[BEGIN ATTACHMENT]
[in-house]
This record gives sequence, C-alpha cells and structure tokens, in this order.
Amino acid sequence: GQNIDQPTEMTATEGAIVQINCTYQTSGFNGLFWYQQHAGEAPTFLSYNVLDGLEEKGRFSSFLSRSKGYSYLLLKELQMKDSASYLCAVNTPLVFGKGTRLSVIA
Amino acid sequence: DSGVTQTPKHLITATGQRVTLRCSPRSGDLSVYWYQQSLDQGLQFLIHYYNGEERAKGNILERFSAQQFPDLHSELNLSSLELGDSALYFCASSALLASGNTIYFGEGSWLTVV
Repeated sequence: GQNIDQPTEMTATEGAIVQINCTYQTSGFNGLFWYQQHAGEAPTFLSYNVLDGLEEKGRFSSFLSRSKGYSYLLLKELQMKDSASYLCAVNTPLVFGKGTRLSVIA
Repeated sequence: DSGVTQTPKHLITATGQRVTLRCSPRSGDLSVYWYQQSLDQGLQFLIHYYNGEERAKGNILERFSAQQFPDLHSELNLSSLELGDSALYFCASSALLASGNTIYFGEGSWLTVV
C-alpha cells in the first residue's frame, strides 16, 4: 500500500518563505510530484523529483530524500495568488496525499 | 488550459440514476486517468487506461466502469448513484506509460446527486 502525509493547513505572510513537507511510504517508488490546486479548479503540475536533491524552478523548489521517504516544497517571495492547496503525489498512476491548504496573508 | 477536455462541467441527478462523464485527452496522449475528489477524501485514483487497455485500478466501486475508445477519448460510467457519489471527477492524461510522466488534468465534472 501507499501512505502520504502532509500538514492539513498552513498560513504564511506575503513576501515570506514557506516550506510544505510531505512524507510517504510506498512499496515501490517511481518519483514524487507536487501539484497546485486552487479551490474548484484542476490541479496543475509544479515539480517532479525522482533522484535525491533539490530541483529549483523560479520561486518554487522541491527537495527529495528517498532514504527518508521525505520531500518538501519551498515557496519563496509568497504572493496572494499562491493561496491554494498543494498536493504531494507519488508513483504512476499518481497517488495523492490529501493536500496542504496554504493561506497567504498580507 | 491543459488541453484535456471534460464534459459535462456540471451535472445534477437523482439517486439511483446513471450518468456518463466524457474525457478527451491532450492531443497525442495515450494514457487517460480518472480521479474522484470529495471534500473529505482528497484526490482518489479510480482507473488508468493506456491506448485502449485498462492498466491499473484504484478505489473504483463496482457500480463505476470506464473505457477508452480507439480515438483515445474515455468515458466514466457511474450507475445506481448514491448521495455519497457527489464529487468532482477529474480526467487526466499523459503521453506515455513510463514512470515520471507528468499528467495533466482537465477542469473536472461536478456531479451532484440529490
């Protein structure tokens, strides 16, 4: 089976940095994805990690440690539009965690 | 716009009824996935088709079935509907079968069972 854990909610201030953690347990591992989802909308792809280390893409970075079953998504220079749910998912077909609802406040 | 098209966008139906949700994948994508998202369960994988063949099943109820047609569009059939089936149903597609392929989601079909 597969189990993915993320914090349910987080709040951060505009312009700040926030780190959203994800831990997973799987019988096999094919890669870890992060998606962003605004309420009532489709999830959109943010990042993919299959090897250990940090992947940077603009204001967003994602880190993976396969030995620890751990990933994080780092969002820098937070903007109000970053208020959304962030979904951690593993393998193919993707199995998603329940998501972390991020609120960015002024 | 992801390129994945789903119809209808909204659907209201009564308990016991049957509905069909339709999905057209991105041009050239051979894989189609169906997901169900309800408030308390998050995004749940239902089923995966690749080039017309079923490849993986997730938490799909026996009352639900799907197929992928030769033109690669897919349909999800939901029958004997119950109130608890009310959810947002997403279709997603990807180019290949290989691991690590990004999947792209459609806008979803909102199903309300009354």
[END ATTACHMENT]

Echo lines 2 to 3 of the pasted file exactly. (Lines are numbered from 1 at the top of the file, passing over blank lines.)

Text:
This record gives sequence, C-alpha cells and structure tokens, in this order.
Amino acid sequence: GQNIDQPTEMTATEGAIVQINCTYQTSGFNGLFWYQQHAGEAPTFLSYNVLDGLEEKGRFSSFLSRSKGYSYLLLKELQMKDSASYLCAVNTPLVFGKGTRLSVIA